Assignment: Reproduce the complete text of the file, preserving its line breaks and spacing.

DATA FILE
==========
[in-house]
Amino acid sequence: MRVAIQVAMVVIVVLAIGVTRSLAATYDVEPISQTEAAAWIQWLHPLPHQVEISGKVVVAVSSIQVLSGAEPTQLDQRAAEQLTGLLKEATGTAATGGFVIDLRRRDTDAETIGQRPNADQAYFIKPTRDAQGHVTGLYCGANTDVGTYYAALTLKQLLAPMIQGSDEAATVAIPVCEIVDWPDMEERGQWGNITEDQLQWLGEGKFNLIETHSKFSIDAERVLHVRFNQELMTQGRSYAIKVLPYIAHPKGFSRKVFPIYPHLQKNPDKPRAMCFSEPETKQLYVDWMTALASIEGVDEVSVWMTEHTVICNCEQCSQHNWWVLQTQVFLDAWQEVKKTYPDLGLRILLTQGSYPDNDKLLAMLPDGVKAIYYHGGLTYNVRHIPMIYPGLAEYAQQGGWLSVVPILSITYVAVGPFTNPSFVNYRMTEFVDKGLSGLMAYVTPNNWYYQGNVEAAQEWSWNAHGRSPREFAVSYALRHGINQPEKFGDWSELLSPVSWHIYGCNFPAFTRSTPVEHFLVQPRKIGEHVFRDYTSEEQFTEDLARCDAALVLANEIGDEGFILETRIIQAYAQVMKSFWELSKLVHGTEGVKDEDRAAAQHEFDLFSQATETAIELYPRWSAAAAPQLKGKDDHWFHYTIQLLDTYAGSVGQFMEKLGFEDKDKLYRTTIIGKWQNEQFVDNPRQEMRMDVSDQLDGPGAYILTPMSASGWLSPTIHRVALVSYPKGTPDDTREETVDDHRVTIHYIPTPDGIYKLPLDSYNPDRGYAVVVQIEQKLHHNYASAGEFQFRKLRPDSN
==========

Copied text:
[in-house]
Amino acid sequence: MRVAIQVAMVVIVVLAIGVTRSLAATYDVEPISQTEAAAWIQWLHPLPHQVEISGKVVVAVSSIQVLSGAEPTQLDQRAAEQLTGLLKEATGTAATGGFVIDLRRRDTDAETIGQRPNADQAYFIKPTRDAQGHVTGLYCGANTDVGTYYAALTLKQLLAPMIQGSDEAATVAIPVCEIVDWPDMEERGQWGNITEDQLQWLGEGKFNLIETHSKFSIDAERVLHVRFNQELMTQGRSYAIKVLPYIAHPKGFSRKVFPIYPHLQKNPDKPRAMCFSEPETKQLYVDWMTALASIEGVDEVSVWMTEHTVICNCEQCSQHNWWVLQTQVFLDAWQEVKKTYPDLGLRILLTQGSYPDNDKLLAMLPDGVKAIYYHGGLTYNVRHIPMIYPGLAEYAQQGGWLSVVPILSITYVAVGPFTNPSFVNYRMTEFVDKGLSGLMAYVTPNNWYYQGNVEAAQEWSWNAHGRSPREFAVSYALRHGINQPEKFGDWSELLSPVSWHIYGCNFPAFTRSTPVEHFLVQPRKIGEHVFRDYTSEEQFTEDLARCDAALVLANEIGDEGFILETRIIQAYAQVMKSFWELSKLVHGTEGVKDEDRAAAQHEFDLFSQATETAIELYPRWSAAAAPQLKGKDDHWFHYTIQLLDTYAGSVGQFMEKLGFEDKDKLYRTTIIGKWQNEQFVDNPRQEMRMDVSDQLDGPGAYILTPMSASGWLSPTIHRVALVSYPKGTPDDTREETVDDHRVTIHYIPTPDGIYKLPLDSYNPDRGYAVVVQIEQKLHHNYASAGEFQFRKLRPDSN